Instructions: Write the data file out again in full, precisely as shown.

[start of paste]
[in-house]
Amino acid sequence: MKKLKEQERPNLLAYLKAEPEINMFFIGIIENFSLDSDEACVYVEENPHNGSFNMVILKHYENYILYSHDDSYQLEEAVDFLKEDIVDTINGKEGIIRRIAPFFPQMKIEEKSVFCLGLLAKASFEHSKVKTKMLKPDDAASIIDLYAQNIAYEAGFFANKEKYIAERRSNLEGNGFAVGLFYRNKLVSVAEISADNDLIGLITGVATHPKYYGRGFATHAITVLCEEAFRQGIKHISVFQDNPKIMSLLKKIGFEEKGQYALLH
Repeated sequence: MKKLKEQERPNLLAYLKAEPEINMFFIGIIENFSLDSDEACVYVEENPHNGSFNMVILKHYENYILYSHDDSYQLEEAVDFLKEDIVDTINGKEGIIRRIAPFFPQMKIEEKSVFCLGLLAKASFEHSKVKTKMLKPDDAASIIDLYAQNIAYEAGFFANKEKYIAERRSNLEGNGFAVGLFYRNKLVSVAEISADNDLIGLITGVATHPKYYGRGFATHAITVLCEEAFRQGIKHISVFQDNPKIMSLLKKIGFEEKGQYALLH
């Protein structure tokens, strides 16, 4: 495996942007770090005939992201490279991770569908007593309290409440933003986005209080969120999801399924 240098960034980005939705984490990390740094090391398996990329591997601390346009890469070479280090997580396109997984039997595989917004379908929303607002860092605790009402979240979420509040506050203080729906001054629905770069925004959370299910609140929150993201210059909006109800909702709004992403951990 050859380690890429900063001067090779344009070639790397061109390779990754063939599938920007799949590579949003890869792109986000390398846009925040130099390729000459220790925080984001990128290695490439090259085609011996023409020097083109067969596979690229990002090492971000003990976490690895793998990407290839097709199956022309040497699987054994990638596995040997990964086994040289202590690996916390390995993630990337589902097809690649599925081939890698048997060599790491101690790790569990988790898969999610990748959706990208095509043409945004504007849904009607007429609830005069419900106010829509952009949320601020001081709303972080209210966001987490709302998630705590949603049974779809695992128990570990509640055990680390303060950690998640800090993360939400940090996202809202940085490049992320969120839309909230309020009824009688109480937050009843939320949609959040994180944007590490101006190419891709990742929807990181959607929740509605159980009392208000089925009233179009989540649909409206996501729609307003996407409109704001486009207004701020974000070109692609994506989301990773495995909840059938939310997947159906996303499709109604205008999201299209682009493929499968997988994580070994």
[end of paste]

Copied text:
[in-house]
Amino acid sequence: MKKLKEQERPNLLAYLKAEPEINMFFIGIIENFSLDSDEACVYVEENPHNGSFNMVILKHYENYILYSHDDSYQLEEAVDFLKEDIVDTINGKEGIIRRIAPFFPQMKIEEKSVFCLGLLAKASFEHSKVKTKMLKPDDAASIIDLYAQNIAYEAGFFANKEKYIAERRSNLEGNGFAVGLFYRNKLVSVAEISADNDLIGLITGVATHPKYYGRGFATHAITVLCEEAFRQGIKHISVFQDNPKIMSLLKKIGFEEKGQYALLH
Repeated sequence: MKKLKEQERPNLLAYLKAEPEINMFFIGIIENFSLDSDEACVYVEENPHNGSFNMVILKHYENYILYSHDDSYQLEEAVDFLKEDIVDTINGKEGIIRRIAPFFPQMKIEEKSVFCLGLLAKASFEHSKVKTKMLKPDDAASIIDLYAQNIAYEAGFFANKEKYIAERRSNLEGNGFAVGLFYRNKLVSVAEISADNDLIGLITGVATHPKYYGRGFATHAITVLCEEAFRQGIKHISVFQDNPKIMSLLKKIGFEEKGQYALLH
């Protein structure tokens, strides 16, 4: 495996942007770090005939992201490279991770569908007593309290409440933003986005209080969120999801399924 240098960034980005939705984490990390740094090391398996990329591997601390346009890469070479280090997580396109997984039997595989917004379908929303607002860092605790009402979240979420509040506050203080729906001054629905770069925004959370299910609140929150993201210059909006109800909702709004992403951990 050859380690890429900063001067090779344009070639790397061109390779990754063939599938920007799949590579949003890869792109986000390398846009925040130099390729000459220790925080984001990128290695490439090259085609011996023409020097083109067969596979690229990002090492971000003990976490690895793998990407290839097709199956022309040497699987054994990638596995040997990964086994040289202590690996916390390995993630990337589902097809690649599925081939890698048997060599790491101690790790569990988790898969999610990748959706990208095509043409945004504007849904009607007429609830005069419900106010829509952009949320601020001081709303972080209210966001987490709302998630705590949603049974779809695992128990570990509640055990680390303060950690998640800090993360939400940090996202809202940085490049992320969120839309909230309020009824009688109480937050009843939320949609959040994180944007590490101006190419891709990742929807990181959607929740509605159980009392208000089925009233179009989540649909409206996501729609307003996407409109704001486009207004701020974000070109692609994506989301990773495995909840059938939310997947159906996303499709109604205008999201299209682009493929499968997988994580070994």